This insight helped me to develop a successful approach for the iklass.Africa initiative. With a persistent teacher shortage in many African nations, where there is one certified teacher for every 43 pupils in secondary schools, E-learning remains a feasible choice for assisting learning. While a few firms are already taking the bull by the horns in providing this service, various initiatives are now needed to join the E-learning digital ecosystem across Africa following interruptions to the educational system caused by the COVID-19 outbreak. All African children require access to education that will equip them for profitable careers in science, technology, engineering, and mathematics, commonly referred to as STEM fields. That is without a doubt, the next best advantage. 

As a Diaspora Nigerian professional in Switzerland, this is a legacy project for me, demonstrating how the power of education can have a significant transformative effect on the next generation. My mother, late Madam Esther Arinola Olowoye, became a widow at the age of 35, leaving her with six children to care for. This occurred in an African country (Nigeria) in 1971 with no social welfare system in place, where women and children were defenseless (sadly, this is still the situation in 2023), and it looked like Esther’s life and the lives of her six children were doomed. I feel that education is life and liberating, and iklass.Africa will make it available for countless number of children in honour of Mama Arinola Olowoye.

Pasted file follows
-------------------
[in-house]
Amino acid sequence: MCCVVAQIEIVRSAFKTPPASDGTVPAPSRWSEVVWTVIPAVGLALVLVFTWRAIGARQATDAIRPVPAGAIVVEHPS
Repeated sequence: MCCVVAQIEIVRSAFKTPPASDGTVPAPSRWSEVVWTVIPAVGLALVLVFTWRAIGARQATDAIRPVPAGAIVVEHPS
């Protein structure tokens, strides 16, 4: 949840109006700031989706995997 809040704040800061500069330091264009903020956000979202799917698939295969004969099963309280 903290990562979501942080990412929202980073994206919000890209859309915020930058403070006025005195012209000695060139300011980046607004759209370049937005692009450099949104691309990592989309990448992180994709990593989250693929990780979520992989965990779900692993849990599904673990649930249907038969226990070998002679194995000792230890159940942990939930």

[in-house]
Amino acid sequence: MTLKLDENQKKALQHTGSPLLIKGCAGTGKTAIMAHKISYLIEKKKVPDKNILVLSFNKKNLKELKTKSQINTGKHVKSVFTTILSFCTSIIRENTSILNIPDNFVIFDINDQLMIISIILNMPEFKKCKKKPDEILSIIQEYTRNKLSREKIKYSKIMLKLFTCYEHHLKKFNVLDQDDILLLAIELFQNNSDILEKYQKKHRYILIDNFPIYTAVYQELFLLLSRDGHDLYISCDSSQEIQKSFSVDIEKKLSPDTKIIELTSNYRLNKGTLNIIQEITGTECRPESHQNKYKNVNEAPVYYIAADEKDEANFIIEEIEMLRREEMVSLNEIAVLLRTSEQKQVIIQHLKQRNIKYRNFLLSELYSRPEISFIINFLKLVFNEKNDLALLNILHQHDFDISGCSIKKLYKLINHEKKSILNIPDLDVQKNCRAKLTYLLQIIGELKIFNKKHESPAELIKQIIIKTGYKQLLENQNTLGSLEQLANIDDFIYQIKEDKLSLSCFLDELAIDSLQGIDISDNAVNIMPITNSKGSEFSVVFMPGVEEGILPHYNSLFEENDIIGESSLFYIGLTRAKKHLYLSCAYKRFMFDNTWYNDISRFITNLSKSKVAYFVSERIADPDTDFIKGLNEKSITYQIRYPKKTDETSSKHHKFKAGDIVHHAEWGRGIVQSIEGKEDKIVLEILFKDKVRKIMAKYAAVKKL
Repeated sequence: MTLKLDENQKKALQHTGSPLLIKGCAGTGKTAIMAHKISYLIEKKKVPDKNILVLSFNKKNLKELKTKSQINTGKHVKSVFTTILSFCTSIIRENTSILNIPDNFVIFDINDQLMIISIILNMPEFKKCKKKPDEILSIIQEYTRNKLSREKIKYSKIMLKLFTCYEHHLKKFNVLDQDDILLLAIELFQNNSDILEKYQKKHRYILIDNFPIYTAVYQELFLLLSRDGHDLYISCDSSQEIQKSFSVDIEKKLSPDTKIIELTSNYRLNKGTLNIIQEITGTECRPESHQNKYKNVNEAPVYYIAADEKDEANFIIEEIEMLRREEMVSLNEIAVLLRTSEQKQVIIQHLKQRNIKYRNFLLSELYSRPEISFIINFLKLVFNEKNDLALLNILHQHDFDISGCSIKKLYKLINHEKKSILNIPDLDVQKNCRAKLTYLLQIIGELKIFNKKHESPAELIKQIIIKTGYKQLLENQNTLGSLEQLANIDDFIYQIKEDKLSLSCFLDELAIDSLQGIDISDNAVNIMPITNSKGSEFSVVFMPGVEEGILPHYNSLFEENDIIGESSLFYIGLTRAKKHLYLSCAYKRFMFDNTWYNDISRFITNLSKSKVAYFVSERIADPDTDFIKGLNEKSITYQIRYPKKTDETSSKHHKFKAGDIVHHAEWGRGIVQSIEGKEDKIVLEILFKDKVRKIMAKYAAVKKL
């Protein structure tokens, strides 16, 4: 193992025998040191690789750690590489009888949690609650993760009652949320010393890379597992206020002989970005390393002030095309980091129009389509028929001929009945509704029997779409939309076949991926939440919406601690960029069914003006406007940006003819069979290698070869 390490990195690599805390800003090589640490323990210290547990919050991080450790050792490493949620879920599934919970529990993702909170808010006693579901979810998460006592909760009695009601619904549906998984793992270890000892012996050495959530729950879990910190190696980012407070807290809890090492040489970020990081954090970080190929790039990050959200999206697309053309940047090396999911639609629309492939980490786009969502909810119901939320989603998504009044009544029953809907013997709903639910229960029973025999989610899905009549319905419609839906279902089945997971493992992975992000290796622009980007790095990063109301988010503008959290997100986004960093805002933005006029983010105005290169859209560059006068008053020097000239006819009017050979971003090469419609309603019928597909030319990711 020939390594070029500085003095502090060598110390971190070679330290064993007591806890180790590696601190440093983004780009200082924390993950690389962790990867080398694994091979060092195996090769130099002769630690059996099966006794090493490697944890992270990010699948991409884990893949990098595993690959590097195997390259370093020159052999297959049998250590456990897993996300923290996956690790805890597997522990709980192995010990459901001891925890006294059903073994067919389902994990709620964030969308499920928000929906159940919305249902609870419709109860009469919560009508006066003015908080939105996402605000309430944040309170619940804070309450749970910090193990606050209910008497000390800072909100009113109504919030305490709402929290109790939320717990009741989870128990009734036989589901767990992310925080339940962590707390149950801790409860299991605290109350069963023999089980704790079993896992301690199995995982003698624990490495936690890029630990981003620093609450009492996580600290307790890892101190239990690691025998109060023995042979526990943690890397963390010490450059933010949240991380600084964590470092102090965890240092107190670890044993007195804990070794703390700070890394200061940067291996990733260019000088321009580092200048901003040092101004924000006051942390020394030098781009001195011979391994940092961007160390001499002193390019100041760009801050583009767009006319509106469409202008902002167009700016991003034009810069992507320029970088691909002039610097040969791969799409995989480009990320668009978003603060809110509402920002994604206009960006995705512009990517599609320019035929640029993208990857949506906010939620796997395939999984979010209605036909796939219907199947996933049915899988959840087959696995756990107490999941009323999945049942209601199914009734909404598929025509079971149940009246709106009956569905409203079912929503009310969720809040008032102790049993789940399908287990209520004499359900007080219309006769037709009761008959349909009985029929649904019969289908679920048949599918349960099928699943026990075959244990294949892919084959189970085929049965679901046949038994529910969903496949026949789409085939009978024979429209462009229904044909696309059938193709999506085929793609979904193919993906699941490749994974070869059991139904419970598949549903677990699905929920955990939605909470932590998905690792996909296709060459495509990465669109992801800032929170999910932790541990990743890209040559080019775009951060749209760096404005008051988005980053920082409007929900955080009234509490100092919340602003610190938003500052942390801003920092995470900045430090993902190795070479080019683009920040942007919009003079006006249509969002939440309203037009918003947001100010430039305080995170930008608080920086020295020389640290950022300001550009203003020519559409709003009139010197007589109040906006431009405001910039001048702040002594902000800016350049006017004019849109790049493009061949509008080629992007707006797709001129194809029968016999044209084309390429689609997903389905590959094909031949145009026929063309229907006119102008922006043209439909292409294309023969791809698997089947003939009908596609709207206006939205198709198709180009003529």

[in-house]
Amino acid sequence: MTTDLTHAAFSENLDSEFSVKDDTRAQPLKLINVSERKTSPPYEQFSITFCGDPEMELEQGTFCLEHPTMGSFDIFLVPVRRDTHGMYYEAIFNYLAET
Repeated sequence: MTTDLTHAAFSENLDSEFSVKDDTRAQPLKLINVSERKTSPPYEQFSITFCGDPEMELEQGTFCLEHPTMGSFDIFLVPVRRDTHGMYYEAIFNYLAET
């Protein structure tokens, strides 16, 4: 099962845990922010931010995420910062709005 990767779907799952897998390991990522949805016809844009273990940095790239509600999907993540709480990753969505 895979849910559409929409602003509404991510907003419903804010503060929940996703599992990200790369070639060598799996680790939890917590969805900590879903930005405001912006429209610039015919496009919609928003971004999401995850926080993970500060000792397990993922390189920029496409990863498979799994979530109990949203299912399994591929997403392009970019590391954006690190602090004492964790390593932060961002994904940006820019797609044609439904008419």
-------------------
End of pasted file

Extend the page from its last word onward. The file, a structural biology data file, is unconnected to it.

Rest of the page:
So, how do you think technology can improve learning outcomes in the continent?

Africa should become a part of the business of every African who has benefited in some way from Africa. The beauty of the modern day is that we can use technology to solve many of the problems that people in Africa face. I feel immensely lucky today because of Nigeria where I had the best possible education in the 1960s, 1970s, and 1980s nearly for free. I was even more privileged to have met my wife who has been working for the United Nations as an esteemed professional for about 20 years, while we were university students together in Nigeria and we have been married for thirty years.